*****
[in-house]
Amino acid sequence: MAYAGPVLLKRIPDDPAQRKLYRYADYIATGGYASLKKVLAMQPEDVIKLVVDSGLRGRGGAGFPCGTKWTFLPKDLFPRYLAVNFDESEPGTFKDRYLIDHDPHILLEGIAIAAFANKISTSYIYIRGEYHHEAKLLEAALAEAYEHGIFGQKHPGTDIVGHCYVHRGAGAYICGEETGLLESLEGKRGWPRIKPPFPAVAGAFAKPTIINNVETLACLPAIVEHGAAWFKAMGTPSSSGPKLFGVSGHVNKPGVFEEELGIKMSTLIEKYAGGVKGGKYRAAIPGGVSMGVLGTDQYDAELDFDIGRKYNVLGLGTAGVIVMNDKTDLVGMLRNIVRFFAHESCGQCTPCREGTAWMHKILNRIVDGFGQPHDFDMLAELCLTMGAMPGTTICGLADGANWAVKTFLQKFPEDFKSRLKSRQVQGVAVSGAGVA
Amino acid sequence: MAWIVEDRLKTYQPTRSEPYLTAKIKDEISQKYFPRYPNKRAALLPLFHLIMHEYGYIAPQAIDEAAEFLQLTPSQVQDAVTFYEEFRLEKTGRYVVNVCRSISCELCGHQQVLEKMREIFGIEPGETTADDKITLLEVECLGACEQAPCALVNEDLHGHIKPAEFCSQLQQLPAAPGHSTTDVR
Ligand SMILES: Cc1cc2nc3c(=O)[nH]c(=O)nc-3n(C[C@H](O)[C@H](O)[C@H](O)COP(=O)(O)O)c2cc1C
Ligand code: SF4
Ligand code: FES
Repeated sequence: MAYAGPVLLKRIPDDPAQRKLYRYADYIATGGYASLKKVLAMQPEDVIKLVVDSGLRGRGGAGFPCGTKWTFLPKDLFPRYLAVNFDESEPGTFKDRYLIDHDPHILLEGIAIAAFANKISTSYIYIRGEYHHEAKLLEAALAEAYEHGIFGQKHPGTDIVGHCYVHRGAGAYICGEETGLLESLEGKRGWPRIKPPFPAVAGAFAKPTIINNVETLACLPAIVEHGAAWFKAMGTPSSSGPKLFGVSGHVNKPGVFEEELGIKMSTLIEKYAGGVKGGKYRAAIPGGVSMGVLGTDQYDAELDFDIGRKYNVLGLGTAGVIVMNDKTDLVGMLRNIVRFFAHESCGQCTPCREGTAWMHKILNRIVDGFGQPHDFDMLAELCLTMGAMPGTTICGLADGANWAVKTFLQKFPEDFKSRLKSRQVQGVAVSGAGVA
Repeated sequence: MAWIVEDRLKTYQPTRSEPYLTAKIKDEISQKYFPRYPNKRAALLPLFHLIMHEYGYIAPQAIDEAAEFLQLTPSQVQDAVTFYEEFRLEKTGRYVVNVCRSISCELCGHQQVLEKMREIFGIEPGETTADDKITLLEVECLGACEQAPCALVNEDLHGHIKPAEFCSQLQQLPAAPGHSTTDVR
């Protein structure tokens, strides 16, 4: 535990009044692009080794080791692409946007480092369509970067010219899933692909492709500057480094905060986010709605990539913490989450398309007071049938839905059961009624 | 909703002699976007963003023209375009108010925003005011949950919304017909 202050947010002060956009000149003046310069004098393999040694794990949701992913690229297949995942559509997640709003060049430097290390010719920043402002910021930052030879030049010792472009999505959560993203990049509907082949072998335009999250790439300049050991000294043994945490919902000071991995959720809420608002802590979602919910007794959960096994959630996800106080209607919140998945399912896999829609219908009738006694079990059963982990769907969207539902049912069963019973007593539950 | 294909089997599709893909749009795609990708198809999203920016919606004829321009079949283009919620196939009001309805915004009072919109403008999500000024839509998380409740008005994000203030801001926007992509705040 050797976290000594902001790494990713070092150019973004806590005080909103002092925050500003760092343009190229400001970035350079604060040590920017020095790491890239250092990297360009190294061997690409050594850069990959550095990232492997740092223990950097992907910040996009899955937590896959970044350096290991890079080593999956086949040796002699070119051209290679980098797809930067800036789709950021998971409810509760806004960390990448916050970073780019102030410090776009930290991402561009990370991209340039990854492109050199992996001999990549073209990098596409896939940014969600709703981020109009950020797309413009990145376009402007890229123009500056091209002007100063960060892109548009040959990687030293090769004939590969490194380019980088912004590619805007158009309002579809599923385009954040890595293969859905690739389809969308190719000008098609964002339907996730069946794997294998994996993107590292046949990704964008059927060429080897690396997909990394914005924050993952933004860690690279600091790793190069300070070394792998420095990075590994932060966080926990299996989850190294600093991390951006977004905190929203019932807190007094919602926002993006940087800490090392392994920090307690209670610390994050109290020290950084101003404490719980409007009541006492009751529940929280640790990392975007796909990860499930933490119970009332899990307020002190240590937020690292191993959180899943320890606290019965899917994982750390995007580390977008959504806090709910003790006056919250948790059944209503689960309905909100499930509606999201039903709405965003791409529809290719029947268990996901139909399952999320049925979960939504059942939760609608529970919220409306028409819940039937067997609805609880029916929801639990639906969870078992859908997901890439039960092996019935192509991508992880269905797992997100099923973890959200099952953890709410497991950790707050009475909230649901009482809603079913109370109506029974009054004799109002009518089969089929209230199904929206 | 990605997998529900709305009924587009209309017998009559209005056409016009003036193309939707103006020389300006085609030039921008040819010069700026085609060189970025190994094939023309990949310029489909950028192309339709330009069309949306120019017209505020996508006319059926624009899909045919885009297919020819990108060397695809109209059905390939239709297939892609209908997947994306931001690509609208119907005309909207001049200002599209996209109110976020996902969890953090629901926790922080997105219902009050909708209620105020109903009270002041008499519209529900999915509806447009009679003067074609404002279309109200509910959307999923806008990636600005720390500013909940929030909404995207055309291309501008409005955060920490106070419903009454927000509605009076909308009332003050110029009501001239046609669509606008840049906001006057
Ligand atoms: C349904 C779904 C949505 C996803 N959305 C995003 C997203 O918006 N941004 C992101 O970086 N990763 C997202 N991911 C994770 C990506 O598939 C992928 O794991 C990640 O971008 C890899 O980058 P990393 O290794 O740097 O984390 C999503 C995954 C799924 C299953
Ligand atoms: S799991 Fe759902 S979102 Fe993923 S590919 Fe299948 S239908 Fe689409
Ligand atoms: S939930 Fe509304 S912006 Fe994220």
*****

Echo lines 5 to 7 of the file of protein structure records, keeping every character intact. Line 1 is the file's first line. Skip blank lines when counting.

Ligand code: SF4
Ligand code: FES
Repeated sequence: MAYAGPVLLKRIPDDPAQRKLYRYADYIATGGYASLKKVLAMQPEDVIKLVVDSGLRGRGGAGFPCGTKWTFLPKDLFPRYLAVNFDESEPGTFKDRYLIDHDPHILLEGIAIAAFANKISTSYIYIRGEYHHEAKLLEAALAEAYEHGIFGQKHPGTDIVGHCYVHRGAGAYICGEETGLLESLEGKRGWPRIKPPFPAVAGAFAKPTIINNVETLACLPAIVEHGAAWFKAMGTPSSSGPKLFGVSGHVNKPGVFEEELGIKMSTLIEKYAGGVKGGKYRAAIPGGVSMGVLGTDQYDAELDFDIGRKYNVLGLGTAGVIVMNDKTDLVGMLRNIVRFFAHESCGQCTPCREGTAWMHKILNRIVDGFGQPHDFDMLAELCLTMGAMPGTTICGLADGANWAVKTFLQKFPEDFKSRLKSRQVQGVAVSGAGVA